Monday, 30 September 2013

Sourdough Rye & Cranberry Loaf

The Bread of the Month (BOM) for the Artisan Bread Bakers is Sourdough Rye with Raisins and Cranberries.

David, the host for the Artisan Bread Bakers for September, described the bread as, “… a wonderful bread for this time of year, delightful on its own, with a pleasant chew, a tender crumb and a nice crust! You will find it rather joyful!”



Unfortunately, the first time I made this bread, the experience wasn’t very joyful. It was a flop!  The dough fermented too long, the loaf didn’t rise very well in the oven and the inside was gummy (see photo below). Needless to say, I was pretty bummed about it. I had decided to move on, but it kept beckoning me to give it another chance.



I waited a couple of weeks and tried it again after I got my new kitchen floor. This time, the loaf came out singing and so did I. I took a peek in the oven while it was baking. It was rising beautifully so I did a little gig and said, “That’s what I’m talking about!”



The issue with the first loaf was mostly due to timing. I was trying to get things ready before I got my new flooring installed. I was baking in between moving things out of the way. I ran out of time so I let the dough ferment in the refrigerator twice. It didn’t take too kindly to that. I also think my rye sourdough was a bit lazy, but that was not it’s fault.

I gave it some motivation the second time around by adding a little instant yeast. I wanted to make the bread without the added yeast, but this loaf performed better with a little help from a friend – the yeast.

I had a ball baking this bread on my new kitchen floor. Well, I didn’t bake it on the floor, but I stood on the floor and danced around while I was preparing the bread.  All the rooms downstairs have bamboo flooring now so I have a huge dance floor to practice on. I’m loving it!


Sourdough Rye with Cranberries & Walnuts

Makes: 1 loaf

I ran out of raisins, so for my second attempt at making this bread, I only used dried cranberries. I really like the flavor with just the cranberries and the walnuts.

The Build:

  • 4.8 oz whole rye flour
  • 3.85 oz water
  • 1 tablespoon mature rye sourdough culture

The Soaker:

  • 2 oz dried cranberries
  • Enough warm water to cover

Final Dough:

  • All the build
  • 10.4 oz bread flour
  • 0.8 oz rye flour
  • 7 oz water
  • 0.3 oz salt
  • 1 teaspoon yeast
  • All of soaker
  • 1.4 oz (1/3 cup) Walnuts, toasted (or not)



1. Prepare the build 14-16 hours prior to baking.


2. Prepare the soaker 30 minutes before mixing the dough.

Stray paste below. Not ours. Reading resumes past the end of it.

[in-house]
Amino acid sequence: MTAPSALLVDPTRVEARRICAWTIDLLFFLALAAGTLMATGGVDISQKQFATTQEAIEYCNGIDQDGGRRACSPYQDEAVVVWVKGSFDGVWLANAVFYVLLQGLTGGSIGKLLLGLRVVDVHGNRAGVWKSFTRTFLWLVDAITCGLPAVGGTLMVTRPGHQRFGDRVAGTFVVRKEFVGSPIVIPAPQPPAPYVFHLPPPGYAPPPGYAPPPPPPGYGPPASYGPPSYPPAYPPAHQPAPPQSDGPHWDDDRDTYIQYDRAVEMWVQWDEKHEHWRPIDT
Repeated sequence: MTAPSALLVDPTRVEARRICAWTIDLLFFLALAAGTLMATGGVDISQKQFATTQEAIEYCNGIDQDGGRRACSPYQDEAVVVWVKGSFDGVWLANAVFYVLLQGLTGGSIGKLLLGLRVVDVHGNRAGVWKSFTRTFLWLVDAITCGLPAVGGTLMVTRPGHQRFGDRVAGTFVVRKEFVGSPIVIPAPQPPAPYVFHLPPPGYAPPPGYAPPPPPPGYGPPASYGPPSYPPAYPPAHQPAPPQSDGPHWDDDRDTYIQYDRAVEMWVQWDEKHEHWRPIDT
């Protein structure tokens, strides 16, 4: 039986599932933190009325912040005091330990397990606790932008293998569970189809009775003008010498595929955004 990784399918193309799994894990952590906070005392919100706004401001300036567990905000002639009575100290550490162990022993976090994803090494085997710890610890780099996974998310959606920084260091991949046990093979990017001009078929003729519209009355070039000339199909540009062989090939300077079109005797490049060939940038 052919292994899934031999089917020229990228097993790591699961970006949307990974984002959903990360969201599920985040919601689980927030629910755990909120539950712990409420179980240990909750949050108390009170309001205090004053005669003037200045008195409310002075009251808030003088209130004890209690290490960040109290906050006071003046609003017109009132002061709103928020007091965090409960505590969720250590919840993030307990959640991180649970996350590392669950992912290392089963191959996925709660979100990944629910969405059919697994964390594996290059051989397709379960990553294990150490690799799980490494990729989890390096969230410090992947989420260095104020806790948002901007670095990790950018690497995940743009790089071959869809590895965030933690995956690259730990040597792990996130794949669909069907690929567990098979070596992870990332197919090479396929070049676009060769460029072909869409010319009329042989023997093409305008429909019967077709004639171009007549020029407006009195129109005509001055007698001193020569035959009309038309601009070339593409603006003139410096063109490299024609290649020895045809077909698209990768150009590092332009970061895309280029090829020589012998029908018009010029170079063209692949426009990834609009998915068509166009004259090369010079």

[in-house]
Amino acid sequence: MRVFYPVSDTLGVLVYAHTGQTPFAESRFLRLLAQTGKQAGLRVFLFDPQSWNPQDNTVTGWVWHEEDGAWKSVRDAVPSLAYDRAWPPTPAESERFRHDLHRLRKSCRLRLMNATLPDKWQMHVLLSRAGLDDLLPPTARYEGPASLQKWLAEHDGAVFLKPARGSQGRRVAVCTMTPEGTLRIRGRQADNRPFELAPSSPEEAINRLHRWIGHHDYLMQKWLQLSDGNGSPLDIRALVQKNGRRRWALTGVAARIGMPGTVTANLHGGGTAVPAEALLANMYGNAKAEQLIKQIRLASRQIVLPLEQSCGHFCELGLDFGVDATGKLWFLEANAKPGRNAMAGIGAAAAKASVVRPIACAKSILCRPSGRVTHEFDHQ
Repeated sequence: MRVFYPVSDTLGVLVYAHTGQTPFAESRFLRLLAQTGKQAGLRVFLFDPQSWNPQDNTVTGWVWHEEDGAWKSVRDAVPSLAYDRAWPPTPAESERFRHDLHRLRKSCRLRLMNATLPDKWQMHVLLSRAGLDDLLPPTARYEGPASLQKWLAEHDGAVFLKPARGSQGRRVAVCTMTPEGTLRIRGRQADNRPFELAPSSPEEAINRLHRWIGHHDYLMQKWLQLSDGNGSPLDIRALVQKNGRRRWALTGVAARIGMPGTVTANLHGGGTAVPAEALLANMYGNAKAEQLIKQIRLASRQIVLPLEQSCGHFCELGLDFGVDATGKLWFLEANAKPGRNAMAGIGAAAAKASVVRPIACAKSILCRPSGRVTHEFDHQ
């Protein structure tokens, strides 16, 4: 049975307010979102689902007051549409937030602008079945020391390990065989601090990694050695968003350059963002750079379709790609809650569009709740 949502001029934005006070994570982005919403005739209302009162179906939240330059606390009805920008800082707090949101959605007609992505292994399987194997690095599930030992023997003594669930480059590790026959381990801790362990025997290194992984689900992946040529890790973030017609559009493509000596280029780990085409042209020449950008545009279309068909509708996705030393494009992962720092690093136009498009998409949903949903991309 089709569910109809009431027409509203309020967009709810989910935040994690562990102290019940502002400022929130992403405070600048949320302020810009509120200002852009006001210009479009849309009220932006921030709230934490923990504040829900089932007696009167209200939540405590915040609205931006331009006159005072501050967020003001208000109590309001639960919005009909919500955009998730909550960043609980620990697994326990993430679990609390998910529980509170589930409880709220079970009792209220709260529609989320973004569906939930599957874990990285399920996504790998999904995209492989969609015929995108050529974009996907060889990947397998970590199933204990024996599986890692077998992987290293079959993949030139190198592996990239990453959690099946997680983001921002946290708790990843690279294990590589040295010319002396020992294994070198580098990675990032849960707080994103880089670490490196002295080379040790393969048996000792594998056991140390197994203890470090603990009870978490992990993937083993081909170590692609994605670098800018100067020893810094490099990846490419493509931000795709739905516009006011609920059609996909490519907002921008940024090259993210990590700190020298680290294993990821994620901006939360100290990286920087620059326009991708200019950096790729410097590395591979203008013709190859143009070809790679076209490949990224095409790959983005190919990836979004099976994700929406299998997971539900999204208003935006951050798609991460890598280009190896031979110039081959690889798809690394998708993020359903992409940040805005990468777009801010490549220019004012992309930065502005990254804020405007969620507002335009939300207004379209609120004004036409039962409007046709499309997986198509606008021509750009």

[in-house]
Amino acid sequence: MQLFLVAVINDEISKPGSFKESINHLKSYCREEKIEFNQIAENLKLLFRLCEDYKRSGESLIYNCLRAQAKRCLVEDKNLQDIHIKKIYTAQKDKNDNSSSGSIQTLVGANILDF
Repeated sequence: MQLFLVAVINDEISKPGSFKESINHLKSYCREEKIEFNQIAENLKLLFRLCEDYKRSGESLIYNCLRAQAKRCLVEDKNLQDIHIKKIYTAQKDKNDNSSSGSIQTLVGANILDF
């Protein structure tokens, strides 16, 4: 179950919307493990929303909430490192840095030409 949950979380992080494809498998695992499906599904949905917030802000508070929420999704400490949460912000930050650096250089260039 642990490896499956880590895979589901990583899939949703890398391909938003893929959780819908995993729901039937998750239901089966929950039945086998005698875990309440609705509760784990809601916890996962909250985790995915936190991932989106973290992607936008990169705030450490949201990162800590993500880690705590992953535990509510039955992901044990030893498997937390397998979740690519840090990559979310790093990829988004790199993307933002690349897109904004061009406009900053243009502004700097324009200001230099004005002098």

After about twenty minutes, drain the soaker. Save the water to use in the bread for extra flavor. Just subtract the amount of soaker water from the total water to get a total of 7 ounces.



3. Combine the build and water in the mixing bowl and stir for about twenty seconds.  Isn’t the water a pretty color!



4. Add the flour, salt, yeast, and mix on first speed for three minutes and then on second speed for two minutes. Add the drained soaker and mix on first speed until combined.


5. Let the dough bulk ferment for one hour.

6. Preheat the oven to 450 degrees F. with a baking stone on the middle rack and a steam pan underneath.

Shape the dough into a round or batard and proof for forty five minutes or until ready to bake, depending on the room temperature. I shaped my loaf into a batard and placed it on parchment paper sprinkled with cornmeal to proof.  The batard shape is one of my favorites.



7. Score the batard down the middle using a lame or serrated knife. If you’re making a round loaf, score it in the pattern of your choice.



8. Slide the loaf (on the parchment paper) onto the preheated baking stone and fill the steam pan with 1 cup of hot water. Spritz the oven with water several times at 30 second intervals to create steam. Bake the loaf at 450 degrees for 15 minutes. Remove the parchment paper, rotate the loaf, and reduce the oven to 425 degrees. Continue baking until the loaf is done, about 20-30 more minutes.

9. Cool the loaf on a wire rack.


10. Slice and enjoy!

No gumminess here. Just a beautiful and delicious loaf that tastes great with almond butter or regular butter.



Happy Baking!


No comments:

Post a Comment